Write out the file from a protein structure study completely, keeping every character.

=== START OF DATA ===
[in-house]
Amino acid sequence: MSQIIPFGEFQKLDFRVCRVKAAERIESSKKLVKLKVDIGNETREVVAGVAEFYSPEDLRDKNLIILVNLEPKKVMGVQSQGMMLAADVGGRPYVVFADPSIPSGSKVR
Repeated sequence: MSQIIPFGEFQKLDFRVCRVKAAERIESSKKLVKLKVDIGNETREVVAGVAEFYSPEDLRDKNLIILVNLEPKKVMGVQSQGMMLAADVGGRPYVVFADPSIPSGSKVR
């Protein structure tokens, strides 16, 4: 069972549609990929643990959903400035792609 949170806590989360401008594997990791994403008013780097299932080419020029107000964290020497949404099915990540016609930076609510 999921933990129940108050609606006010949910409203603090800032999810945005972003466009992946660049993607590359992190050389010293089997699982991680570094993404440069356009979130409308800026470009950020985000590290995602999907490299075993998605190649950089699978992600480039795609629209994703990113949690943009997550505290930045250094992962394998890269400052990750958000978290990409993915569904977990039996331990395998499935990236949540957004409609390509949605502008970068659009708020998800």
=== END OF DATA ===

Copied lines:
[in-house]
Amino acid sequence: MSQIIPFGEFQKLDFRVCRVKAAERIESSKKLVKLKVDIGNETREVVAGVAEFYSPEDLRDKNLIILVNLEPKKVMGVQSQGMMLAADVGGRPYVVFADPSIPSGSKVR
Repeated sequence: MSQIIPFGEFQKLDFRVCRVKAAERIESSKKLVKLKVDIGNETREVVAGVAEFYSPEDLRDKNLIILVNLEPKKVMGVQSQGMMLAADVGGRPYVVFADPSIPSGSKVR
């Protein structure tokens, strides 16, 4: 069972549609990929643990959903400035792609 949170806590989360401008594997990791994403008013780097299932080419020029107000964290020497949404099915990540016609930076609510 999921933990129940108050609606006010949910409203603090800032999810945005972003466009992946660049993607590359992190050389010293089997699982991680570094993404440069356009979130409308800026470009950020985000590290995602999907490299075993998605190649950089699978992600480039795609629209994703990113949690943009997550505290930045250094992962394998890269400052990750958000978290990409993915569904977990039996331990395998499935990236949540957004409609390509949605502008970068659009708020998800």